A massage therapist engaged in "inappropriate and exploitative behavior targeting members of the Ohio State football team" and had sex with at least five Buckeyes, the university said Thursday, citing the findings of a law firm hired to investigate.
The massage therapist worked as an independent contractor and was never hired by the school or its athletic department, according to a statement by Ohio State.
She has surrendered her license to state regulators, the school said.
At least five football players "acknowledged during interviews that they engaged in sexual activity with the massage therapist," according to the findings by the law firm Barnes & Thornburg, which the university retained to investigate the matter.
At least 20 football players said they received "massages only" from the woman, the law firm found.
"The massage therapist carried out her scheme from 2018 through 2021 (largely in off-campus housing or in hotels)," the report said. "She occasionally, but not always, allowed the player to pay for the first massage. She often refused to accept payment when the football student athletes attempted to pay her. Her scheme, as uncovered in the investigation, included providing or offering to provide the football student athletes with receipts as if they had paid."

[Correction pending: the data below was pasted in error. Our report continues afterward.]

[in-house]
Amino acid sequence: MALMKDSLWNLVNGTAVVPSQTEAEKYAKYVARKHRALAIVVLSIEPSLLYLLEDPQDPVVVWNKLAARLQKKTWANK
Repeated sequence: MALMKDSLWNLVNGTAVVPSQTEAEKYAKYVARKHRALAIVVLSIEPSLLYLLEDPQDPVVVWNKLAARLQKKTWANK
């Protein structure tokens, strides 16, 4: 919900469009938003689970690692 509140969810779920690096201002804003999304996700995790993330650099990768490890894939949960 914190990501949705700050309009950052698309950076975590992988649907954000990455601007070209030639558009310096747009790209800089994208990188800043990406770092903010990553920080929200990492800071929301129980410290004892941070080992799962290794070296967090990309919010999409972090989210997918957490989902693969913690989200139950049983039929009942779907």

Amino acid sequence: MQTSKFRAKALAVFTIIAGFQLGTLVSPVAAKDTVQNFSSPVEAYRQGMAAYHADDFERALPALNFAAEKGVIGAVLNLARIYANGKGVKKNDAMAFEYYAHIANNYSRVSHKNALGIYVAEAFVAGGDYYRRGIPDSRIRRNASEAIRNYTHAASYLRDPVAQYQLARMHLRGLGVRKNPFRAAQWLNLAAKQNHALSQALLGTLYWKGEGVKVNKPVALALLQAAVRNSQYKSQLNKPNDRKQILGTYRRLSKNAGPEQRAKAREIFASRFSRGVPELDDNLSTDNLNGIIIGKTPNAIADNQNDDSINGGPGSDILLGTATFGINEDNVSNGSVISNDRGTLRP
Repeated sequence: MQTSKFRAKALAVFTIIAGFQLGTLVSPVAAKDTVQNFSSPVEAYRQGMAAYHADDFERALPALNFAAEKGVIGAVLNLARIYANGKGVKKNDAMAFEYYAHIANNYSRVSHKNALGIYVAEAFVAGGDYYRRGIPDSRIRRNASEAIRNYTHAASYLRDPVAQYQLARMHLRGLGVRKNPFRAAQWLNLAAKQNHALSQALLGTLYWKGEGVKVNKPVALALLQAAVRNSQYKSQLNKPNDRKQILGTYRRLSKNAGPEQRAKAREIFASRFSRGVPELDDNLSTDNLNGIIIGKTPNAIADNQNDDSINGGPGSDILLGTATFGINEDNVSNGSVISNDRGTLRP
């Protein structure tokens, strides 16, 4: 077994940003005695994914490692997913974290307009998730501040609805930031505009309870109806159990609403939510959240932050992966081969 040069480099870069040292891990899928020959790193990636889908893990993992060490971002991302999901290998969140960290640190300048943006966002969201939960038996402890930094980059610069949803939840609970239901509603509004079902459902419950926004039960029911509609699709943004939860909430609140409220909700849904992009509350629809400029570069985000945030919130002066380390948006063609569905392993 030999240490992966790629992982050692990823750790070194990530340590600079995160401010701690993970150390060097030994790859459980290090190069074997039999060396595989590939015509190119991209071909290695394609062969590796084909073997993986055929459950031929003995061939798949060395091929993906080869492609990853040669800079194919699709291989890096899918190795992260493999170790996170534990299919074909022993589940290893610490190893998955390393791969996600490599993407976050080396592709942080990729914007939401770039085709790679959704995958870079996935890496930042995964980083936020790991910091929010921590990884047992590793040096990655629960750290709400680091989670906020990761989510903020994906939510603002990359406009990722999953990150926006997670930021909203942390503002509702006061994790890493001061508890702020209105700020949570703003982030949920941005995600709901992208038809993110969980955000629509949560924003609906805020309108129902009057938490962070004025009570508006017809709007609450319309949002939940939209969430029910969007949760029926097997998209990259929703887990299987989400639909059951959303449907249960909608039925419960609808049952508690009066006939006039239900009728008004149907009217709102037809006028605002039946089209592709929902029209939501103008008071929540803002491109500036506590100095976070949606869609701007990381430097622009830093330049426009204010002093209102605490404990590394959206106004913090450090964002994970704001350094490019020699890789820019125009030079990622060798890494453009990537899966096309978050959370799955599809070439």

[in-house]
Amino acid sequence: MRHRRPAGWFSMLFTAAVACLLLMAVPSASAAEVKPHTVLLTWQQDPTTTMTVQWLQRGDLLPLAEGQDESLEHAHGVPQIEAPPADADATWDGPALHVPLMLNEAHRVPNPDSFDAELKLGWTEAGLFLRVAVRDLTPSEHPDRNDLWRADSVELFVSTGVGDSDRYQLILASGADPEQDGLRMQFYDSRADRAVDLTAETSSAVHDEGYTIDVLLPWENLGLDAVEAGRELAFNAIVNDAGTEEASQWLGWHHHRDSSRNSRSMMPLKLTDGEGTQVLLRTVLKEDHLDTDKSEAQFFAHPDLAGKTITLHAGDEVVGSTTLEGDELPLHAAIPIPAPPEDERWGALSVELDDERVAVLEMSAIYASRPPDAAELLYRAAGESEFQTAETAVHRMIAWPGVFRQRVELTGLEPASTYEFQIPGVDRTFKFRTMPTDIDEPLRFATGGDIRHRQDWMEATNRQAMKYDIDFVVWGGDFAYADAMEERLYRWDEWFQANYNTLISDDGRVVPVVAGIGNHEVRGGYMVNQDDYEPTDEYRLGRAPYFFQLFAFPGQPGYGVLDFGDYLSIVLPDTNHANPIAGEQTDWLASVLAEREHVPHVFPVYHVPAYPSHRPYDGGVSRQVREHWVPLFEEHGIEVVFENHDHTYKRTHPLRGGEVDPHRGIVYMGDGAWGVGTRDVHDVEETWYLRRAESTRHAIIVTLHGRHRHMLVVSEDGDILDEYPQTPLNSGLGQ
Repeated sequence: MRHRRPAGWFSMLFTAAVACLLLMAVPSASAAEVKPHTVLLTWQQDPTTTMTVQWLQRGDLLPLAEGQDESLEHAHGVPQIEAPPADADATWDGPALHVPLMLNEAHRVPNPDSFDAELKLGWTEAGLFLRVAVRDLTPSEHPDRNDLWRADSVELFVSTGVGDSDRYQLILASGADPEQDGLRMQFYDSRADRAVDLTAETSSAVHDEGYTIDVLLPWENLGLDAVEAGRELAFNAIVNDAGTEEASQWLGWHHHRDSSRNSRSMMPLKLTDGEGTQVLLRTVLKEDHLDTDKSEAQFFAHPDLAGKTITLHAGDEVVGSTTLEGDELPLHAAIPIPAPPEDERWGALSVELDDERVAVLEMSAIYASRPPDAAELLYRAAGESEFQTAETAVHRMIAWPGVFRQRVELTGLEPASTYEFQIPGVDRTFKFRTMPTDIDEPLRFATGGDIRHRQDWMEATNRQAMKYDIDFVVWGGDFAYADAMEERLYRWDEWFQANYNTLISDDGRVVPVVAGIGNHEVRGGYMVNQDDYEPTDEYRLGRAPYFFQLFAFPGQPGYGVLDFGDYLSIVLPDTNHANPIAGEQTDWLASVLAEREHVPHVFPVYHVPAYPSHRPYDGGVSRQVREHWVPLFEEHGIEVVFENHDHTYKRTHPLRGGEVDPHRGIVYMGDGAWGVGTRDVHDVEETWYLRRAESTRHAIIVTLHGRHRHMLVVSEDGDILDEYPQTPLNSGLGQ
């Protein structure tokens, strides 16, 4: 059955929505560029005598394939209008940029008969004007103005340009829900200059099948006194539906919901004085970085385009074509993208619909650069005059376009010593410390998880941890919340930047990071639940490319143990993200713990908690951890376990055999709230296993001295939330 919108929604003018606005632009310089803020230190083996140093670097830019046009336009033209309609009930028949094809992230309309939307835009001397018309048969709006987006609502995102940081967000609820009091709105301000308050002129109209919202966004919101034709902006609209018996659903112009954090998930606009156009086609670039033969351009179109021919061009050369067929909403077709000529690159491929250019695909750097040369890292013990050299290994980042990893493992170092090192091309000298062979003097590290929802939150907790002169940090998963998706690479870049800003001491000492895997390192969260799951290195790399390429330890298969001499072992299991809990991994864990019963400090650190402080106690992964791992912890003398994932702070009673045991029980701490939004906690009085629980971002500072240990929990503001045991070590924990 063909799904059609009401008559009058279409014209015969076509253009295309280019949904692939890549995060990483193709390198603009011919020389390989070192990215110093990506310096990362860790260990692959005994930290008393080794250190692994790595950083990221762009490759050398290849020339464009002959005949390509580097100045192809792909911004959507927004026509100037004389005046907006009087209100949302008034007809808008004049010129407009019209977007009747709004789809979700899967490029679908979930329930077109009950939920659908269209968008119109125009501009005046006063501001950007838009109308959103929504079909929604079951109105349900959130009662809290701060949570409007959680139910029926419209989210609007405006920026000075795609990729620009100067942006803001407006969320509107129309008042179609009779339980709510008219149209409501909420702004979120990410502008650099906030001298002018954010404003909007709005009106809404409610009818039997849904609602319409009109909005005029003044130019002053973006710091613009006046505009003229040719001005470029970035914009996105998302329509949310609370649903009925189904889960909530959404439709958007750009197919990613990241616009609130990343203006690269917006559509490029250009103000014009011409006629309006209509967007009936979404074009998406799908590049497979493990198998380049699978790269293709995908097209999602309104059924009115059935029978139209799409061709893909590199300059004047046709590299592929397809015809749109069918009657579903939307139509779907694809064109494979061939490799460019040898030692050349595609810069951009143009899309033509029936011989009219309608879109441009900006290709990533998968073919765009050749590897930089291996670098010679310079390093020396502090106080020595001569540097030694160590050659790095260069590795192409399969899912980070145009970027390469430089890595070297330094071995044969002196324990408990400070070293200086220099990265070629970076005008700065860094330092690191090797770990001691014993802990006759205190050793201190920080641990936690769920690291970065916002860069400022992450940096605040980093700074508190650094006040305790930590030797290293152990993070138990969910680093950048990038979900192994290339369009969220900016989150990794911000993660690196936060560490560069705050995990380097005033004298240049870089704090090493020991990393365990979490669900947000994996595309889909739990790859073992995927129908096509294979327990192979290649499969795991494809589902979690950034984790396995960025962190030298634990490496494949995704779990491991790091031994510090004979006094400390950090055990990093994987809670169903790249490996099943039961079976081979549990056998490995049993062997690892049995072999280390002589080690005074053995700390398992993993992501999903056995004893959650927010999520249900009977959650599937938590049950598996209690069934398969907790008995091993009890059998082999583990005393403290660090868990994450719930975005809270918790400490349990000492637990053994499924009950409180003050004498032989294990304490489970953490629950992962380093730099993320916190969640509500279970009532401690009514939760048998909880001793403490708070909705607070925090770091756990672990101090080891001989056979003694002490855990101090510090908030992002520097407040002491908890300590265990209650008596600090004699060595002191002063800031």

While the report cast all the sexual encounters as non-criminal, the school said it has turned the findings over to local prosecutors.
"According to the current and former football student athletes interviewed, the sexual activities that occurred were consensual," the law firm said.
Download the NBC News app for breaking news
The report said none of the sexual encounters amounted to "extra benefits," a key term in NCAA bylaws that bar college athletes from receiving gifts or handouts that wouldn't ordinarily be offered to other students.
"Our first concern and top priority is for the safety and well-being of our student-athletes," the school said in a statement. "Within days of learning of these allegations, the university quickly launched an independent investigation of the matter."
The school said it had forwarded the findings to the NCAA.
"In addition, Ohio State does not believe the massage therapist's actions trigger NCAA rules or form the basis for NCAA violations," the school said. "While no self-reporting is required, Ohio State proactively shared the exploitative behavior with the NCAA, and a report has been made to the Franklin County Prosecutor's Office."
The school has struggled for years to address allegations of sexual abuse connected to its wrestling program and the late, disgraced doctor Richard Strauss.
U.S. Rep. Jim Jordan, R-Ohio, was an assistant wrestling coach at Ohio State from 1986 to 1994 and has denied having any knowledge that athletes under his care were being abused.